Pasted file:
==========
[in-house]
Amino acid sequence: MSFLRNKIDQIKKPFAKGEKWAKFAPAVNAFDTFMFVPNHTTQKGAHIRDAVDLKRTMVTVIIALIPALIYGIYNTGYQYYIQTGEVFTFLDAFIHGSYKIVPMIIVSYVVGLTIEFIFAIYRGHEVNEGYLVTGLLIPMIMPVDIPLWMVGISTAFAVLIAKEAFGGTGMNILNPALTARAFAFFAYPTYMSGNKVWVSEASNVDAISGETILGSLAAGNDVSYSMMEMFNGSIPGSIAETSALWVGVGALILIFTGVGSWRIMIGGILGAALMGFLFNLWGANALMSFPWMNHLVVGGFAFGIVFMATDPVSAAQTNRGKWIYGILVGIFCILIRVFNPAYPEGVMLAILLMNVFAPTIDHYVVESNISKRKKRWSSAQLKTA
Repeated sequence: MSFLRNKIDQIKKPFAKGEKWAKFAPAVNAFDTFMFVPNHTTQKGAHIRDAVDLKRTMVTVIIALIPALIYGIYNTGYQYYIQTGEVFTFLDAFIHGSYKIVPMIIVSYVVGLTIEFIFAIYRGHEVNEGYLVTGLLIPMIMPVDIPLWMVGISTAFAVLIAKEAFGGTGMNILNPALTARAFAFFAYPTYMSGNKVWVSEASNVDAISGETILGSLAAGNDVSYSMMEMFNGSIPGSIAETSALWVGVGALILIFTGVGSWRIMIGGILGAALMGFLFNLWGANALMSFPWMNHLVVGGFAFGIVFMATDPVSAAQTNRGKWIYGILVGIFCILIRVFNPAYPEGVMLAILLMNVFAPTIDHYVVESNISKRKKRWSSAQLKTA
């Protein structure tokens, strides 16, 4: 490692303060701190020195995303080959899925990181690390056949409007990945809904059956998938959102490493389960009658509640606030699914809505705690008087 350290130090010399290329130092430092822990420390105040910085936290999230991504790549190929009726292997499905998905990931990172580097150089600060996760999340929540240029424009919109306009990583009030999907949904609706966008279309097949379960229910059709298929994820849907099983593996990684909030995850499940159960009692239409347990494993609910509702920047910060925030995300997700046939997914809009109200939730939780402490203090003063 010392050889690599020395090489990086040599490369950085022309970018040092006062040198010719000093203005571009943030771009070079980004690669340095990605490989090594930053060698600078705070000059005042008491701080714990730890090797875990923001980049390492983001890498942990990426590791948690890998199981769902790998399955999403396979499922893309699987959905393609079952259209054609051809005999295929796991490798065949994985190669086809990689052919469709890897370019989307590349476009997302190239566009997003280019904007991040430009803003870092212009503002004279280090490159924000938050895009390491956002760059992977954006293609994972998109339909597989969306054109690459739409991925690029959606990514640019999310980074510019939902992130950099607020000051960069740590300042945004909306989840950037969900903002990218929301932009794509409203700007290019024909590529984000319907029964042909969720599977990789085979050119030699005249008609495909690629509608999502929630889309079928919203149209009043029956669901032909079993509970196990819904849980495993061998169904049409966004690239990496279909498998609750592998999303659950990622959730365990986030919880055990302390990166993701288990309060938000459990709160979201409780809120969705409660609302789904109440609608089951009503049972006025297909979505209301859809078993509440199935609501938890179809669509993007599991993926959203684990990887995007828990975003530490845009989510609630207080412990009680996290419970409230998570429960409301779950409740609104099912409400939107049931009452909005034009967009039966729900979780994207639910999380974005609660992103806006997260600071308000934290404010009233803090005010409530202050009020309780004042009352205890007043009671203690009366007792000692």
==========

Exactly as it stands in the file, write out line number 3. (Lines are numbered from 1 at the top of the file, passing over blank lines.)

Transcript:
Repeated sequence: MSFLRNKIDQIKKPFAKGEKWAKFAPAVNAFDTFMFVPNHTTQKGAHIRDAVDLKRTMVTVIIALIPALIYGIYNTGYQYYIQTGEVFTFLDAFIHGSYKIVPMIIVSYVVGLTIEFIFAIYRGHEVNEGYLVTGLLIPMIMPVDIPLWMVGISTAFAVLIAKEAFGGTGMNILNPALTARAFAFFAYPTYMSGNKVWVSEASNVDAISGETILGSLAAGNDVSYSMMEMFNGSIPGSIAETSALWVGVGALILIFTGVGSWRIMIGGILGAALMGFLFNLWGANALMSFPWMNHLVVGGFAFGIVFMATDPVSAAQTNRGKWIYGILVGIFCILIRVFNPAYPEGVMLAILLMNVFAPTIDHYVVESNISKRKKRWSSAQLKTA